Ang: “In Singapore, support for surveillance for crime prevention has come from both conservative and liberal blocs—the former want law and order, the latter want protection of vulnerable persons. During this pandemic, I’ve seen both blocs engage in lateral surveillance (i.e. vigilante shaming of people who do not comply with COVID-19 health regulations).”
Galante: “In the United States, you would be hard pressed to find a pro-surveillance faction. That said, most Americans are comfortable, or at least complacent, about the profile that their spending and online behavior creates for exploitation by advertisers. In the context of contact tracing, the benefit for the user is not the free use of an online social media or email account but rather the ability to protect themselves—and others—from infection.”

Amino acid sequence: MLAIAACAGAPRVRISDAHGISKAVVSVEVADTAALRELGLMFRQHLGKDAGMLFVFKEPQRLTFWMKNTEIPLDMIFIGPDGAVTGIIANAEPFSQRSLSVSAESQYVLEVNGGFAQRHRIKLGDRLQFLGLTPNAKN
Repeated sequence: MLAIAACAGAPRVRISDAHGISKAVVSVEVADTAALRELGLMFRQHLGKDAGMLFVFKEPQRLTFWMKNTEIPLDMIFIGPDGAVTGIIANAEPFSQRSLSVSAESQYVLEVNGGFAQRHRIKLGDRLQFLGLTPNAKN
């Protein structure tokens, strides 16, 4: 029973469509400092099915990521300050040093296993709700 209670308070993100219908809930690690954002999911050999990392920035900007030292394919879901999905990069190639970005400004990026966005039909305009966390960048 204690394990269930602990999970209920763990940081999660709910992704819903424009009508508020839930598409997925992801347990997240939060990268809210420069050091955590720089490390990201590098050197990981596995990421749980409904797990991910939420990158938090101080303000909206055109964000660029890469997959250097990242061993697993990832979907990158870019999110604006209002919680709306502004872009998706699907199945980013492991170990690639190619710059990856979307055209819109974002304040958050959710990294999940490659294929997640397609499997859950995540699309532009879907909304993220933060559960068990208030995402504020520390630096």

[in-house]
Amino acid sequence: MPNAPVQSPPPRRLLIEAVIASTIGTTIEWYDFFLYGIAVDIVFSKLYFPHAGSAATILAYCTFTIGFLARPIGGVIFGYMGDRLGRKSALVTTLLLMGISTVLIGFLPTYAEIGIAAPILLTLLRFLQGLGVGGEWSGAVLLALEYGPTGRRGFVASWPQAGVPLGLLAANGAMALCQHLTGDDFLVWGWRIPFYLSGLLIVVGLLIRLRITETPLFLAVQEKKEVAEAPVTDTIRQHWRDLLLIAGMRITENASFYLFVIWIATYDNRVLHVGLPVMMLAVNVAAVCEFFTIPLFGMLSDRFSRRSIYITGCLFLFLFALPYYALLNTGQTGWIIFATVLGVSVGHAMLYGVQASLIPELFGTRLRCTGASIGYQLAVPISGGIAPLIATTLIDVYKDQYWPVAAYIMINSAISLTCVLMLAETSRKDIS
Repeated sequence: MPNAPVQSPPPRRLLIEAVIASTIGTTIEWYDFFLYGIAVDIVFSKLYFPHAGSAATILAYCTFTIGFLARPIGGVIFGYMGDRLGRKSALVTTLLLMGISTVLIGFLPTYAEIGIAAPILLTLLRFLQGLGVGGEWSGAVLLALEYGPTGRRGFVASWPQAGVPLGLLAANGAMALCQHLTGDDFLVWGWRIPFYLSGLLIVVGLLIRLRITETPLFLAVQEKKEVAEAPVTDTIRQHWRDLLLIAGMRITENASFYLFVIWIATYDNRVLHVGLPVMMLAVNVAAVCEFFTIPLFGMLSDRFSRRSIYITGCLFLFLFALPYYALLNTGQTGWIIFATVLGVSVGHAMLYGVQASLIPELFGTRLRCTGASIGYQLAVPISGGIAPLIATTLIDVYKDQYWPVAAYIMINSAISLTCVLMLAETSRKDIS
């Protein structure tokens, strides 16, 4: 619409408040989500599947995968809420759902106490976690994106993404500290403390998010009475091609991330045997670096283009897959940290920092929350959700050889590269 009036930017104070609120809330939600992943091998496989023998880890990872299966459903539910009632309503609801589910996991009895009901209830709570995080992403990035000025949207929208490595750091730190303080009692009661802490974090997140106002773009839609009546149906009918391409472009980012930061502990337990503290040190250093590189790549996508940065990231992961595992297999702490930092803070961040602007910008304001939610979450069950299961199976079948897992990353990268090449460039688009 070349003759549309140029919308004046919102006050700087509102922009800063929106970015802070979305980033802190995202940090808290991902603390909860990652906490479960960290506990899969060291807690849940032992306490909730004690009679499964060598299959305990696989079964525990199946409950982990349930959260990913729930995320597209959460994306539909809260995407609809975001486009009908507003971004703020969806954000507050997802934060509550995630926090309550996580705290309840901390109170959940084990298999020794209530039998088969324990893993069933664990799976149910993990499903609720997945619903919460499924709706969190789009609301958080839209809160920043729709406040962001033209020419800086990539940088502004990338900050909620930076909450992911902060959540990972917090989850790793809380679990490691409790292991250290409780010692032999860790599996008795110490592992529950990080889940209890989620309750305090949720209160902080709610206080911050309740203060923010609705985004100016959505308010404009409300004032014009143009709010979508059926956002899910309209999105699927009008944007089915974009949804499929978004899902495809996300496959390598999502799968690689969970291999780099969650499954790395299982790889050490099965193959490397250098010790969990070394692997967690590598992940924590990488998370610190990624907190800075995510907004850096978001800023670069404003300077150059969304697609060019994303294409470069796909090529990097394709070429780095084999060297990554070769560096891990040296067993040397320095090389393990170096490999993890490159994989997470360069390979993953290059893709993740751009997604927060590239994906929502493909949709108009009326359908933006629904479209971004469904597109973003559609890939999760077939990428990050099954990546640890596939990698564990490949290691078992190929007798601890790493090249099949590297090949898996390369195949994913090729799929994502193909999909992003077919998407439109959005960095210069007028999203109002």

Menashri: “As I see it, the epidemic has caused extremism in public attitudes. It did not change their mind. There are certainly many who think that government officials should not carry out surveillance, for fear of invading privacy. By the way, I argue that it is not the role of internal intelligence organizations such as the Israeli ISA to deal with this issue.”
Propp: “I suspect that the pandemic has simply deepened existing ideological positions on surveillance rather than shifting them significantly. The views of those who fear intrusive government surveillance generally have been reinforced by the introduction of tracing apps, while those with greater tolerance of surveillance for the public good tend to accept tracing apps.”
#5 What can be done to curb the mission creep of enhanced public health surveillance?